M.I.A. was trying to roll up and smoke her college diploma when she received a phone call informing her of her cousin’s disappearance back in Sri Lanka. “Up until that point, I was like, Fuck the war,” she says. “Fuck Sri Lanka. I live in England now—fuck all the bad shit. But when I got that phone call I was so angry that it motivated me to find out more about what was going on there.” Arulpragasam’s stage acronym stands for the moment she learned of her cousin’s fate—in a way, “M.I.A.” represents an alternate reality to her own life, the one she could have led had she remained in Sri Lanka.
To confirm her cousin’s death, M.I.A. chased down the only source that might have given her family closure: VHS tapes recorded by Tamil Tigers. The tapes included footage of war victims, interviews with Tiger leaders, and homemade propaganda clips, and were distributed through local grocery stores in Tamil immigrant enclaves. Tamil families used these tapes like newsletters that would hopefully provide insight into the safety of missing Tamil civilians. Determined to verify the circumstances of her cousin’s disappearance, M.I.A. traveled to Sri Lanka, and later Germany, visiting immigrants seeking political asylum and collecting all the tapes she could locate. At the time, they were the Tamils’ only means of disseminating and preserving their stories.
The communities she encountered in her search were supportive but hopeless. “They were never offered any therapy and the things they saw were just really raw,” M.I.A. says. “No one was really asking them about what happened, nobody really cared. So when they saw that I cared, they thought I was mad.”
The 9/11 terrorist attacks changed everything. By 2002, all Tamil tapes were considered terrorist property. “The Sri Lankan government exploited the hot topic of the 21st century to silence this whole ethnic group,” she says. “All the personal stories were lost.” Although M.I.A. hid her tapes in her mother’s attic, termites eventually consumed them.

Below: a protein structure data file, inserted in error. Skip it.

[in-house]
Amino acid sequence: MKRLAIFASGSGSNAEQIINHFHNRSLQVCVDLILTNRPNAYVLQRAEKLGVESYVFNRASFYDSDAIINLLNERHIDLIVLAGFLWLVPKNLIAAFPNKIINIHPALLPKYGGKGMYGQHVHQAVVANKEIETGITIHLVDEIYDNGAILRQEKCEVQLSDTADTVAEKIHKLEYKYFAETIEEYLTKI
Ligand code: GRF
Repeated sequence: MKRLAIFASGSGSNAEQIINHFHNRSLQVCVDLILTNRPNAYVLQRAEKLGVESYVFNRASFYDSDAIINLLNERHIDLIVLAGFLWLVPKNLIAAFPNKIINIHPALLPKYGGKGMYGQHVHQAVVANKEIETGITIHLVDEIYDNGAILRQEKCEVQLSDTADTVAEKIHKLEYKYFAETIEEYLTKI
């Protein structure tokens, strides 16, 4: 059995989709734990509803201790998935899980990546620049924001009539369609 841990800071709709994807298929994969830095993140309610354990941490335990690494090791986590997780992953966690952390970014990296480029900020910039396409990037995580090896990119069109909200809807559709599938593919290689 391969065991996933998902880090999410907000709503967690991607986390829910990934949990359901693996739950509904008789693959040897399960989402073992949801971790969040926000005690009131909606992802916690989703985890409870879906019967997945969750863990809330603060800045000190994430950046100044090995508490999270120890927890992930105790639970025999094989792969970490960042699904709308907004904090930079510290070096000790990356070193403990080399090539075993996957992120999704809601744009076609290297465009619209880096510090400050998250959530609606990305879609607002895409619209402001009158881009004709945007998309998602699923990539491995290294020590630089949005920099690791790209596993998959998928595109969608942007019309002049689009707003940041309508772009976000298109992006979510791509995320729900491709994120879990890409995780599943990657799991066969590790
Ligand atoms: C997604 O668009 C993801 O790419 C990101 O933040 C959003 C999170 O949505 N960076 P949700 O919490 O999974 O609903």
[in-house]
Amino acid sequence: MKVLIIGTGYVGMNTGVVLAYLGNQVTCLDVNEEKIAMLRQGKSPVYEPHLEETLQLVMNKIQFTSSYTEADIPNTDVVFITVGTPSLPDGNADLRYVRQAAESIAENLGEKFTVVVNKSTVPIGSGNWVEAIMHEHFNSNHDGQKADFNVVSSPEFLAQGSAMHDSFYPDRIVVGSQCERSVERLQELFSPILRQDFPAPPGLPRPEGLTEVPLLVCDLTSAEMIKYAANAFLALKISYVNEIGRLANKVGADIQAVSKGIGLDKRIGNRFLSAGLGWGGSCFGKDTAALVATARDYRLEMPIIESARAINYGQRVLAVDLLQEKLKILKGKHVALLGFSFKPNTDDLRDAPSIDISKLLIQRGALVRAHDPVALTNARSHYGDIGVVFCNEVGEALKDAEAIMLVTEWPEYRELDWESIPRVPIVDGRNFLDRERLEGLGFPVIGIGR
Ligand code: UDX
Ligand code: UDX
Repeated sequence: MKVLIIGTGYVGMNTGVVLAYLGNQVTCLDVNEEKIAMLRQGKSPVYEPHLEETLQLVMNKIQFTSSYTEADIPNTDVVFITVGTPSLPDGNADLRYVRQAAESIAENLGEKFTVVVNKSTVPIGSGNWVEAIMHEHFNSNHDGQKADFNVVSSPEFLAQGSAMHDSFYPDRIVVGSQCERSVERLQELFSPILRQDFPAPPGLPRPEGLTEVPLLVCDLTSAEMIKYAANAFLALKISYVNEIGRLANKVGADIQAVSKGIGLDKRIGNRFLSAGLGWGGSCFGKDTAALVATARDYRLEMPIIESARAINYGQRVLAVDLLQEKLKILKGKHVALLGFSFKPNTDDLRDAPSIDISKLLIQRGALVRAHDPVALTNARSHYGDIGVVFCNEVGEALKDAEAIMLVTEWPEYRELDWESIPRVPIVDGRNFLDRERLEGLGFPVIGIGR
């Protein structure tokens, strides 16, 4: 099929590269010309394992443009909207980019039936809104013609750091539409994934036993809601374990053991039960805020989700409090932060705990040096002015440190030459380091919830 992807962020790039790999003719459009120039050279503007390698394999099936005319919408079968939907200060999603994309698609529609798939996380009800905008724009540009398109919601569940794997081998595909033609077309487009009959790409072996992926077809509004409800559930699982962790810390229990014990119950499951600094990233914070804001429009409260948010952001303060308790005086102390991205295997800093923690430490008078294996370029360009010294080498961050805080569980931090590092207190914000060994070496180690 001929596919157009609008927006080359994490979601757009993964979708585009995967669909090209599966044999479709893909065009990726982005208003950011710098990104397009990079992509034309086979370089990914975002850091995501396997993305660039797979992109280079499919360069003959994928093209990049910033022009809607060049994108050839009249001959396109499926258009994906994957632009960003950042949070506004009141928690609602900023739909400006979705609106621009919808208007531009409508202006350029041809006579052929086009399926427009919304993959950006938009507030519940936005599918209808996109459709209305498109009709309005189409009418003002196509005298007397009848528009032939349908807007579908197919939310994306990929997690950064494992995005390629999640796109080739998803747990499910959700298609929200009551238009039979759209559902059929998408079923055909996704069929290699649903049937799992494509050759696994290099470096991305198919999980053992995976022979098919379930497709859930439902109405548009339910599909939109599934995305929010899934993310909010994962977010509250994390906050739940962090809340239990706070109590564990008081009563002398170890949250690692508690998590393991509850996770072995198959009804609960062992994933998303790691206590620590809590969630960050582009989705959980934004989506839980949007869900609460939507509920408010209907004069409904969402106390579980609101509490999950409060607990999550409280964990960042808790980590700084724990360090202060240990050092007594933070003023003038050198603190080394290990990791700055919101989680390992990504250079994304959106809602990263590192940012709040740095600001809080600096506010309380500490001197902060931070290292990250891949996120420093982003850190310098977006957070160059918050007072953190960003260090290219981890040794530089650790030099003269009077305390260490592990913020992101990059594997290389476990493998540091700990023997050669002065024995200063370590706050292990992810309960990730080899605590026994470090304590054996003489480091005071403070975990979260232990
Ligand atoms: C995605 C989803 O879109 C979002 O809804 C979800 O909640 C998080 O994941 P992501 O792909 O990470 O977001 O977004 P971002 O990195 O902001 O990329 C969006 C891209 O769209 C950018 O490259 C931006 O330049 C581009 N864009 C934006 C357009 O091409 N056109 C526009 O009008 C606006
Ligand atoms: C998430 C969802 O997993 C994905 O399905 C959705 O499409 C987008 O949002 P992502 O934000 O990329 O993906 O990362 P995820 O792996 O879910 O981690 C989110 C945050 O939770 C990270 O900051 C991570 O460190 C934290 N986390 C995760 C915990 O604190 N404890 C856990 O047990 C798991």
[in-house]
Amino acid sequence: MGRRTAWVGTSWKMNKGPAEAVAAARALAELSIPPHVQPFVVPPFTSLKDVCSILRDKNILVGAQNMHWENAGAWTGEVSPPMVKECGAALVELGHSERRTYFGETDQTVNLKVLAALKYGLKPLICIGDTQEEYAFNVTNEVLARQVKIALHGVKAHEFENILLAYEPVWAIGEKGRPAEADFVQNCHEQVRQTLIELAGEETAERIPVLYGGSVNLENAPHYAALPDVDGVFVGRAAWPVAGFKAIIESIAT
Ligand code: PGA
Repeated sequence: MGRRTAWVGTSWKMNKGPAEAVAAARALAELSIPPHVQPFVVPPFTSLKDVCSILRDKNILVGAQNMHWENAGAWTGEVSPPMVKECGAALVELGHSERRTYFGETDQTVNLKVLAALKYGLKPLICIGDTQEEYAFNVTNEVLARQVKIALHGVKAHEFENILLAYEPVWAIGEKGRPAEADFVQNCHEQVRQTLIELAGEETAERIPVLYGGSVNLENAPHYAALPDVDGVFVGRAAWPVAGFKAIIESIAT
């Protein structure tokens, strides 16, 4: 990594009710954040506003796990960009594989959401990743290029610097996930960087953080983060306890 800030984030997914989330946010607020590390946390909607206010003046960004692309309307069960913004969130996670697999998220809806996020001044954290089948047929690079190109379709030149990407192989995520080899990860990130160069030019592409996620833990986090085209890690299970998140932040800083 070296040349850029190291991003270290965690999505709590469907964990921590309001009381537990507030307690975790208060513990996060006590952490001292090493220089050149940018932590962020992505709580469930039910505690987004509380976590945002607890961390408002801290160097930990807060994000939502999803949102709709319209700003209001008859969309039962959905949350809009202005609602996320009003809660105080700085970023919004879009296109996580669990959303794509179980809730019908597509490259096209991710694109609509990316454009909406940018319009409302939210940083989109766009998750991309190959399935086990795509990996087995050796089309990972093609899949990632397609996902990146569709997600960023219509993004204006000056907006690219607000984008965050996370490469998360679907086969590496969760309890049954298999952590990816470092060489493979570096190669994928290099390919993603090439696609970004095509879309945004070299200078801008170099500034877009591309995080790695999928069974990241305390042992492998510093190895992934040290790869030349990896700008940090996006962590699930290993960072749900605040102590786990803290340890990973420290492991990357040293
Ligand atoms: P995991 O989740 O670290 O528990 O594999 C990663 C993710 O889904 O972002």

Through the tapes she managed to amass, M.I.A. learned more about the Freedom Birds, an all-female faction of the Tamil liberation movement. She was instantly drawn to Nisa, one of many young girls tasked with guarding the Tamil communities. “Freedom Birds were all women who had no families. In Sri Lanka, when your parents die, it’s tougher for a young woman—because all decisions are traditionally made by their parents. When the decision-makers go, you become just an empty vessel.”
It was Nisa’s detached attitude, her unmistakable beauty, and her less-traveled path that grabbed M.I.A.’s attention. “All these girls had been raised in such overprotective environments,” she says. “They weren’t raised to have opinions, to be individuals, or to believe in feminism. Most of them were raised to be subservient, passive housewives. So when this dominant structure was suddenly lifted, they became the most vulnerable human beings. People were getting bombed, shelled, and droned everyday. And these women were like, ‘Fuck it! I’m just going to join so other kids won’t be in the same situation as me, and that’s what I am going to live for.’”
M.I.A.’s subsequent attempts at visual art were motivated by her desire to keep the memory of these women alive. She took stills from video closeups, particularly of Nisa, and enlarged them with the intent to summon their stories. Her first gallery show took place in 2001 at the Euphoria shop at London’s Portobello Road Market, a year after she designed the cover art for Elastica’s 2000 album, The Menace (her friend Justine Frischmann was the band’s lead singer). Most of her fine art work consisted of traditional Tamil revolutionary symbols juxtaposed with images of London’s consumerist culture. Actor Jude Law was one of her early buyers.